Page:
Turning next to Philips’ latest Smart TV system, it’s got a few nice tricks up its sleeve, but is ultimately badly let down by not having enough content. Perhaps the single best ‘smart’ trick of the TV is the provision of a full QWERTY keyboard on the rear side of the pleasantly hefty remote control. This makes typing into, say, Web browser fields much easier than usual, and Philips has even thoughtfully made it so that the remote knows which way up you’re holding it, so you can’t accidentally press buttons on the opposite side.
Philips’ integration of Twitter is exceptionally good too, in that it can automatically search for #Subjects connected to what you’re watching. It’s an X-Factor fan’s dream come true, in other words.
The presentation of the Smart TV hub is attractive too. However, it doesn’t take long to realise that its simple twin rows of app icons along the bottom will quickly become cumbersome should Philips up its content levels at some point.
Which is something it needs to do sooner rather than later. For at the moment its highlights of the BBC iPlayer, YouTube, Viewster, Napster, Picasa, CNBC Real Time, Absolute Radio, Twitter, Facebook, iConcerts, Funspot and the recently added Blinkbox don’t stack up well against the vastly larger Smart offerings available from LG, Samsung, Panasonic and Sony.
While it’s unfortunate that a TV as cutting edge as the Philips 46PFL9707 is so lacking in online services, though, the big hope is that the unit will kick all other issues into touch with its picture quality. And thankfully, with 2D at least, that’s exactly what it does.
Predictably, given all that stuff about contrast we went through earlier, the most fundamental key to what makes the Philips 46PFL9707’s 2D pictures so special is its black level response. So long as you use one of the TV’s dynamic contrast modes parts of pictures that should look black actually look black. Not a nearly black, or a slightly greyish or bluish black, but a rich, profound, totally believable, genuine black.
So deep are the black levels of the Philips 46PFL9707, in fact, that they leave even the much-praised efforts of Sony’s HX8 series and the Panasonic TX-P42GT50 trailing - at least if you’re attempting to run the Panasonic models in an environment containing any sort of ambient light.
Talking of ambient light, what’s doubly amazing about the Philips 46PFL9707’s black level genius is that thanks to the Moth-Eye filter, black levels remain pretty much completely unaffected by even quite substantial amounts of light in your room. We can’t think of any other TV that’s been as successful in this actually crucial respect.
Of course, all the black profundity in the world wouldn’t mean much if it was just created by ripping out all the light from the picture. However, thanks to the Philips 46PFL9707’s local dimming tech and advanced contrast processing the set manages to retain outstanding levels of detail in dark parts of the picture. Even better, it does this while generating scarcely a trace of the sort of ‘haloing’ that usually afflicts direct LED TVs.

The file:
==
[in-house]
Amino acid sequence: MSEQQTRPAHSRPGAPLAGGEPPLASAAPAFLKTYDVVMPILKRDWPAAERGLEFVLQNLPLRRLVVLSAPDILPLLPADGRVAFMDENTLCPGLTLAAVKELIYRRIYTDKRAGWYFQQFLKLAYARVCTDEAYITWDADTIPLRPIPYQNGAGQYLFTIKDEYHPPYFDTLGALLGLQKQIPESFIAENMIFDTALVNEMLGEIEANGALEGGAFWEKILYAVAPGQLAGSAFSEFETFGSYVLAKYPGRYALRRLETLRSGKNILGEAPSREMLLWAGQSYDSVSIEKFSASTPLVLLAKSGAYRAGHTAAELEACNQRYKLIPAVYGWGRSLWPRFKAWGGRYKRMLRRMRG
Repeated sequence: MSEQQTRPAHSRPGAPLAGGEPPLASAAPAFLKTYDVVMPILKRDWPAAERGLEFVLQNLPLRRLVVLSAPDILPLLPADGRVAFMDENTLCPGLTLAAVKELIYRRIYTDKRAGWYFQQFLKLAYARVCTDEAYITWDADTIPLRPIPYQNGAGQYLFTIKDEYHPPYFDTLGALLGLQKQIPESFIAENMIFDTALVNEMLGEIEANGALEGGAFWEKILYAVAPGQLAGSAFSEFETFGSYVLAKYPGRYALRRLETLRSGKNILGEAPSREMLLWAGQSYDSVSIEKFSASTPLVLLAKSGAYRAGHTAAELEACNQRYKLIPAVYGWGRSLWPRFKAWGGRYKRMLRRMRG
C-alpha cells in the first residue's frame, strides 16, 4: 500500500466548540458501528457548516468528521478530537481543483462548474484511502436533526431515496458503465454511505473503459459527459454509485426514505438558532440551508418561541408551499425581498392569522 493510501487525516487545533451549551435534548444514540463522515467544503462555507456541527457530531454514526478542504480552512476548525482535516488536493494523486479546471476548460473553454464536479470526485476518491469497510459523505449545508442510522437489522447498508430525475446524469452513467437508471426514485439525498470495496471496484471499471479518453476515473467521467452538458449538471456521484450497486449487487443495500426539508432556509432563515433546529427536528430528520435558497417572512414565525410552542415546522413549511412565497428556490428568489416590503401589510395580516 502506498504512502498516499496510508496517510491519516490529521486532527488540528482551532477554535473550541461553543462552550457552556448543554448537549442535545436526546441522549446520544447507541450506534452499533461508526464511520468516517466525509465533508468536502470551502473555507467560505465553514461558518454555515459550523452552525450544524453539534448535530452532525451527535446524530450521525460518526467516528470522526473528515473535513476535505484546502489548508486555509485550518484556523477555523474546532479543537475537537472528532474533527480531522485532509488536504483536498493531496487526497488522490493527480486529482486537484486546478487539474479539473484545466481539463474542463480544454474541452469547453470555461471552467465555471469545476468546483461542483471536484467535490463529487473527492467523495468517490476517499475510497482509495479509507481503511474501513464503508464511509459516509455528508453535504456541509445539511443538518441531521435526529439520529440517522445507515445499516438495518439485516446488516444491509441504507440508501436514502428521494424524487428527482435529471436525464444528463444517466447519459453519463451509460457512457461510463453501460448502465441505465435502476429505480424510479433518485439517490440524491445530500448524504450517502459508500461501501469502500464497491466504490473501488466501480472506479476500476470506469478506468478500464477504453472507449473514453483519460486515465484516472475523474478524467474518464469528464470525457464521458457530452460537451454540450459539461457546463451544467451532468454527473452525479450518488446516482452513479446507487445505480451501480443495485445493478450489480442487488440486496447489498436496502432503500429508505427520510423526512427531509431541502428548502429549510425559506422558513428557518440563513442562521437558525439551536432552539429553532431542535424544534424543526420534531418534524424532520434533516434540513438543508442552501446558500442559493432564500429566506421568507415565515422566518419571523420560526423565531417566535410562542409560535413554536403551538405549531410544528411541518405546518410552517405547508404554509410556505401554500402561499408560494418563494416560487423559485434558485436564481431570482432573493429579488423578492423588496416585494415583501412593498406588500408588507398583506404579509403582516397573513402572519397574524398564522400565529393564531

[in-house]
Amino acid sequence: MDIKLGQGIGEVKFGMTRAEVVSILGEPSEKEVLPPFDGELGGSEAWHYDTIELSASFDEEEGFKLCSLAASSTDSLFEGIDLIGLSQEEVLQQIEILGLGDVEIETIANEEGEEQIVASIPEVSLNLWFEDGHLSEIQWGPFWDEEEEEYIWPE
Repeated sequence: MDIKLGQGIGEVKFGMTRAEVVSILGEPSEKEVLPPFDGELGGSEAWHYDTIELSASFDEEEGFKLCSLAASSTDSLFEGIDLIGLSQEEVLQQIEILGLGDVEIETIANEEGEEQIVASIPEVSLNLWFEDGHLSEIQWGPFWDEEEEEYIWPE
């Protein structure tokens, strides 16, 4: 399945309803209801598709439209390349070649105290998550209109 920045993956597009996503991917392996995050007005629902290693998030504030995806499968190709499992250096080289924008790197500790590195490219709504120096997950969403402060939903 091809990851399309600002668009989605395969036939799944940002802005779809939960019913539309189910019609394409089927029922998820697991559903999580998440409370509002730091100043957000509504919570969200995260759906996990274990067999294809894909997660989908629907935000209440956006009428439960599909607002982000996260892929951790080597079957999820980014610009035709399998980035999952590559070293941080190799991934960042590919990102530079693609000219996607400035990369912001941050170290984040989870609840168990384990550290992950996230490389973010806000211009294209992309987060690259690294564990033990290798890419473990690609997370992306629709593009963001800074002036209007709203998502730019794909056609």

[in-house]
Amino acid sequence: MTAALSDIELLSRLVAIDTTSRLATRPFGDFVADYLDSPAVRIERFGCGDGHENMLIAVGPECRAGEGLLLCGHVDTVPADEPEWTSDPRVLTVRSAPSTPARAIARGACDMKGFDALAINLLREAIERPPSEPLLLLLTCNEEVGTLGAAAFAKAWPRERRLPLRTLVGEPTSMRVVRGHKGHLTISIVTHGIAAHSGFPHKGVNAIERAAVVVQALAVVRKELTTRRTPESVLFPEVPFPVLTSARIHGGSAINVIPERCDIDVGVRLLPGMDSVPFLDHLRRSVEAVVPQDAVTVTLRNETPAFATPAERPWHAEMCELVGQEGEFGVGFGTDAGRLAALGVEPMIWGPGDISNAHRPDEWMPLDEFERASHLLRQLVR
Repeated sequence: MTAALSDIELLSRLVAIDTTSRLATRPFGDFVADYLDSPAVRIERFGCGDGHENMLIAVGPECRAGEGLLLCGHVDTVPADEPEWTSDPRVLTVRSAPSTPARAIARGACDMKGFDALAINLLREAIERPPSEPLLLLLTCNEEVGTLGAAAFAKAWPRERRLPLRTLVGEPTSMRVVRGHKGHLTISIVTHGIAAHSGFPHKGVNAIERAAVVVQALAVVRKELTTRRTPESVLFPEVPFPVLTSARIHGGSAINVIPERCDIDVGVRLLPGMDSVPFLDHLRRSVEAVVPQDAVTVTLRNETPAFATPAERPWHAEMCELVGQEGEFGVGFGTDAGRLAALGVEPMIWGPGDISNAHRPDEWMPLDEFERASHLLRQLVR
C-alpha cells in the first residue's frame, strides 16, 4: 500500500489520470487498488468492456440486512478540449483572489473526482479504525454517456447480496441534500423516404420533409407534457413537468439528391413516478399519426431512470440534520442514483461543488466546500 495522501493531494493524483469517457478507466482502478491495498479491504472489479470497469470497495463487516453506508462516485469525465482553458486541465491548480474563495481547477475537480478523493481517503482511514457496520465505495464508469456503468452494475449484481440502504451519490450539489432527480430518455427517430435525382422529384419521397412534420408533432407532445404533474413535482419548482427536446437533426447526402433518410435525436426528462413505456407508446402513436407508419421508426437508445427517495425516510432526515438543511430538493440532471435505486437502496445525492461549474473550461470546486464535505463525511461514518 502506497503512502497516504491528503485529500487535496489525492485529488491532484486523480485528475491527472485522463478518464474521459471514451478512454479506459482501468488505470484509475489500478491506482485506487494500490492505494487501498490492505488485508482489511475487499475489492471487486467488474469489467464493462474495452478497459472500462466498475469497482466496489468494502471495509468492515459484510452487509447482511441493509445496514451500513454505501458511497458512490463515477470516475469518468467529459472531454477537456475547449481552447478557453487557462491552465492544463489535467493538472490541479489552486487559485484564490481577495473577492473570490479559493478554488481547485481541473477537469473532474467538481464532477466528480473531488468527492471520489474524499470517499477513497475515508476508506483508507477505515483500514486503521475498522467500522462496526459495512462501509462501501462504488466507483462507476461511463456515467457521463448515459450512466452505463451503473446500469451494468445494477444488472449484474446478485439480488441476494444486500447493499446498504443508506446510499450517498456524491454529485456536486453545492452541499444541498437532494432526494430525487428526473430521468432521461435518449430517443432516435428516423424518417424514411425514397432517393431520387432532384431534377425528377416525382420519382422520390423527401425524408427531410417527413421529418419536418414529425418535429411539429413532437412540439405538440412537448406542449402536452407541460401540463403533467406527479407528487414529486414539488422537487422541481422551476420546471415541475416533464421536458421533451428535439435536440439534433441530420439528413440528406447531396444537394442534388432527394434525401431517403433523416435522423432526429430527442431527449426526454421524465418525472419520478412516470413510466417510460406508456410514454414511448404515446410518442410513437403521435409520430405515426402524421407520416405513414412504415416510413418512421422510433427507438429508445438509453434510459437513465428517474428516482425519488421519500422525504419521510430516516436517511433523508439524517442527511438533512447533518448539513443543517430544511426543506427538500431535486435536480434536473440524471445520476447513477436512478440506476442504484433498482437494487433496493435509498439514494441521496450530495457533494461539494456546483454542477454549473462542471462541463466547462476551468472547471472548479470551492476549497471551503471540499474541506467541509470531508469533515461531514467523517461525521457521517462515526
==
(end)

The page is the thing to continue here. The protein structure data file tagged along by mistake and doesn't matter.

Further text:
Making the black level performance of the Philips 46PFL9707 even more extraordinary is the intensity of the colours and brightness it’s able to position right alongside its mind-blowing black tones. There’s not even the slightest hint of the image’s overall brightness levels being compromised by the Philips 46PFL9707’s quest for a true black colour, reminding us in spectacular fashion of just why direct LED lighting is such a great technology.
Given that we’ve long maintained that you can’t have a truly rich and natural colour performance without great black levels, it follows that the Philips 46PFL9707 produces some of the best colours we’ve ever seen on a TV. Saturation levels are immense, the range of colours on show is vast, yet also the subtlety with which the TV delivers colour blends and skin tones is outstanding. Again, the extra punch made possible by the local dimming and local contrast features works to sublime effect here.
It’s a testament to the quality of the Philips 46PFL9707’s contrast and colour performance that we haven’t yet mentioned another of the set’s stand-out abilities: its sharpness and detail reproduction. Even without using any of Philips’ picture processing tricks HD images look phenomenally crisp and dense, especially as the screen’s innate response time seems impressively high, keeping motion blur at a minimum.
You can make things look even cleaner if you apply the Perfect Natural Motion system at its lowest level - a level at which it delivers mostly just advantages with no unwanted side effects.